1,200 R.I. businesses face closure over sales tax

By Cynthia Needham and Katherine Gregg
Journal State House Bureau
The Providence Journal

Thursday, July 30, 2009

PROVIDENCE — State tax officials have put more than 1,200 businesses across the state on notice this week that they are out of business unless they pay their overdue sales taxes immediately.

For most, that action came in the form of a personal visit from the state Division of Taxation, ordering business owners to lock their doors at once.

By Wednesday, a line of people had queued up inside the Department of Administration building on Smith Hill, waiting their turn to plead their case to a state revenue agent. Some were angry. Others frustrated.

“I understand the state needs money, but to put pressure on the small guy or the moderate guy that’s struggling, it’s not going to do any good,” said Mike Suriani, who owns an electrical supply company in South Providence…

…most standing in line Wednesday cited economic pressures and the constant fear of closure as the reason for their delinquency.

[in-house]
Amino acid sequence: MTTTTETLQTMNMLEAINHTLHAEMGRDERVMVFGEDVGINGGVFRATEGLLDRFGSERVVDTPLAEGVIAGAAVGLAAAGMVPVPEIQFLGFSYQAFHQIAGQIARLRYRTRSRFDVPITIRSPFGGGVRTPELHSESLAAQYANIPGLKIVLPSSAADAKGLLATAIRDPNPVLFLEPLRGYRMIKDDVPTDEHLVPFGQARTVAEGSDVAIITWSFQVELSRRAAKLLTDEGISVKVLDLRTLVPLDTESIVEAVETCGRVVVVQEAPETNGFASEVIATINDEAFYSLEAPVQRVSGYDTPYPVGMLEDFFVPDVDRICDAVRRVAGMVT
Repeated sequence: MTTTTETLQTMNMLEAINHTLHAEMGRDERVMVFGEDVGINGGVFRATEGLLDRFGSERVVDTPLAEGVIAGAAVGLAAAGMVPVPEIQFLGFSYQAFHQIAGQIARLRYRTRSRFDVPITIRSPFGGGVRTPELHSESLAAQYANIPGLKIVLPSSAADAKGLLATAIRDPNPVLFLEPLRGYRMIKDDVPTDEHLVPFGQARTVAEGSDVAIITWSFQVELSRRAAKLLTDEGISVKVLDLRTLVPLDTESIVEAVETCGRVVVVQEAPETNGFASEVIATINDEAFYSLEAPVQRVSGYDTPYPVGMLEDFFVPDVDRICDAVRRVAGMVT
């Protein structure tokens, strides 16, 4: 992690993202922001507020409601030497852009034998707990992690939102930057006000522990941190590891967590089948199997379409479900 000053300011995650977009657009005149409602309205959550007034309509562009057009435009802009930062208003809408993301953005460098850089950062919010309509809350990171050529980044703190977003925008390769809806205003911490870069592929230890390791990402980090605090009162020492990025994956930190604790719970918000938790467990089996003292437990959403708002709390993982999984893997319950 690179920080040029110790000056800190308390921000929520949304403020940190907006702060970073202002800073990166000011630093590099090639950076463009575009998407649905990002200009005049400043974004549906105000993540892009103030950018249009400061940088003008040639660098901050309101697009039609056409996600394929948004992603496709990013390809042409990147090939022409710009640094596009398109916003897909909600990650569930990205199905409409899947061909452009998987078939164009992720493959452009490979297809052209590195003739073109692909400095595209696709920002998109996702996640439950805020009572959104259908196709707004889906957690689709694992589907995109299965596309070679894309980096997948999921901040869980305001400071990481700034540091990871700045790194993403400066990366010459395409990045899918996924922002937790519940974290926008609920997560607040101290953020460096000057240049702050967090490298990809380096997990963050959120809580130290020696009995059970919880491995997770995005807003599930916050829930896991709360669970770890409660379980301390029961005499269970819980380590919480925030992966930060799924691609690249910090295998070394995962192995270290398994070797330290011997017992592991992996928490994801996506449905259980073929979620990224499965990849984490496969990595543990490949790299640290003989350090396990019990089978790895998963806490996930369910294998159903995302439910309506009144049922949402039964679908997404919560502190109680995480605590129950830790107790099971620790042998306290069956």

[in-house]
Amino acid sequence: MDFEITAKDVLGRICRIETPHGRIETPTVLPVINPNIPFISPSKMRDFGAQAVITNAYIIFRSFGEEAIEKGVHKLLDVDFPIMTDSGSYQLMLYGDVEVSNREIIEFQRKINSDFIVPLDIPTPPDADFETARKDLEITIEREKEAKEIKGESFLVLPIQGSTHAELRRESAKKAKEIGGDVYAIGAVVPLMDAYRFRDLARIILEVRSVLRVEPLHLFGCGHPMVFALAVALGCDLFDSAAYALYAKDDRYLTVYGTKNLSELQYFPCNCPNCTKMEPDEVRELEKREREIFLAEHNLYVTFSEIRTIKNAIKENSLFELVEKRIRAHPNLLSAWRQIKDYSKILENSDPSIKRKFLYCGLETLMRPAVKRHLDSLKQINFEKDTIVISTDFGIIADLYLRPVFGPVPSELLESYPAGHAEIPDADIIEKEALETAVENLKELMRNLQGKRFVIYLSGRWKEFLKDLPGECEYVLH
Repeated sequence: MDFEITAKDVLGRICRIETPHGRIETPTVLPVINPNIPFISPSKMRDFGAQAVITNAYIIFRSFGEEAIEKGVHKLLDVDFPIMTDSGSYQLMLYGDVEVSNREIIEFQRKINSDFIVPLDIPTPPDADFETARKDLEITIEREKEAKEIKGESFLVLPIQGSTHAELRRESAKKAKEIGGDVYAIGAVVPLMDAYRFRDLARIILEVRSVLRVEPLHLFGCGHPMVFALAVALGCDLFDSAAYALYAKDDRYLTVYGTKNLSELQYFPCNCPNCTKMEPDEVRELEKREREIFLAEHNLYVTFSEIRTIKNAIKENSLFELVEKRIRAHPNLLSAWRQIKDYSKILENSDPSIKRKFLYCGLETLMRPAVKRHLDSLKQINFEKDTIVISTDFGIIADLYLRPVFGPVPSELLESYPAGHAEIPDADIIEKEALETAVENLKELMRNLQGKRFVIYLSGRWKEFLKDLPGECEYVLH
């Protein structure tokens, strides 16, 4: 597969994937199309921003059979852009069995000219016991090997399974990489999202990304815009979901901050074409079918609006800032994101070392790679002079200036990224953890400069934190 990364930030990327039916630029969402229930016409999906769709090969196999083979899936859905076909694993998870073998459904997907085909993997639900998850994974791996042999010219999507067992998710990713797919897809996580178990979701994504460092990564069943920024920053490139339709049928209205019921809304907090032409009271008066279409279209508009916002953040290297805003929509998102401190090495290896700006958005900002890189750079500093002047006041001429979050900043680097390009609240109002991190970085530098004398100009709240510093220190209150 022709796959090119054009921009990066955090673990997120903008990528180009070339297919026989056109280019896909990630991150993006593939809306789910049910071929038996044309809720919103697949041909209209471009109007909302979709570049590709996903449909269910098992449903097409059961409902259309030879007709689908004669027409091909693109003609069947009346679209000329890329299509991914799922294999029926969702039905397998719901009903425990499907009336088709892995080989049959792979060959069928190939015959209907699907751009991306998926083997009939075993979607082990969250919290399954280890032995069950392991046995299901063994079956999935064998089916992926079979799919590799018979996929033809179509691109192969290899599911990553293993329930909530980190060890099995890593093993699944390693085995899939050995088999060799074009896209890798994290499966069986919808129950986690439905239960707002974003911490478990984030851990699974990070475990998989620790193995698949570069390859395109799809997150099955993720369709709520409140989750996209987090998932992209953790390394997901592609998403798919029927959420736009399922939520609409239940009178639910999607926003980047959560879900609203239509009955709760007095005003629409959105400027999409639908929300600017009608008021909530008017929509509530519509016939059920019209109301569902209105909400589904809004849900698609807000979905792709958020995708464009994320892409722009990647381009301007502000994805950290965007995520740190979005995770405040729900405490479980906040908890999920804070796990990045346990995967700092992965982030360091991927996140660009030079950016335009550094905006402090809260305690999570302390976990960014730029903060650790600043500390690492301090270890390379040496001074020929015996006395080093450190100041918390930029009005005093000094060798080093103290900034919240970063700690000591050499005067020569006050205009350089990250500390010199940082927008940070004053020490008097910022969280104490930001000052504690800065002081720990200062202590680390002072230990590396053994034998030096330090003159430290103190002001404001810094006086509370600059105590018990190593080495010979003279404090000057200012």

By 4 p.m., as Division of Taxation employees worked their way down the list, tensions were on the rise. A few in the 50-person queue made frantic calls to explain to vendors why their restaurants were closed for the day. Others ran out to feed expiring parking meters, while sweating over the lost revenue and embarrassment that appeared on their doorsteps Wednesday morning.

And then there was Pawtucket clothing manufacturer Jessica Bahl who, like Mike Suriani, said she didn’t owe any taxes at all. State officials closed her business Wednesday insisting she never renewed her permit. But in her hand she held a copy of the application along with proof that the state had cashed her renewal check.

“The economy is [terrible], people are hardly staying in business. I had to shut down my business for a day to come here and do this and they already got my check. So why am I here?” a frustrated Bahl said.

“And then they send someone over to scare me in front of my customers?” she continued. “It’s ridiculous … It’s embarrassing.”

Complete article here.

[Our note: The State of RI has approximately 34,000 citizens collecting some form of unemployment benefits. On 21 July the Journal reported that the state’s unemployment rated had climbed to 12.4%, the second-worst in the country, with just Michigan reporting higher numbers.

[In that 7/21 article Ross Gittell, vice president and forecast manager for the New England Economic Partnership, is quoted: “Rhode Island, he said, does not have a business-friendly image, and he pointed to the state’s tax structure, lack of skilled workers, and the poor reputation of its state and local politics.”]

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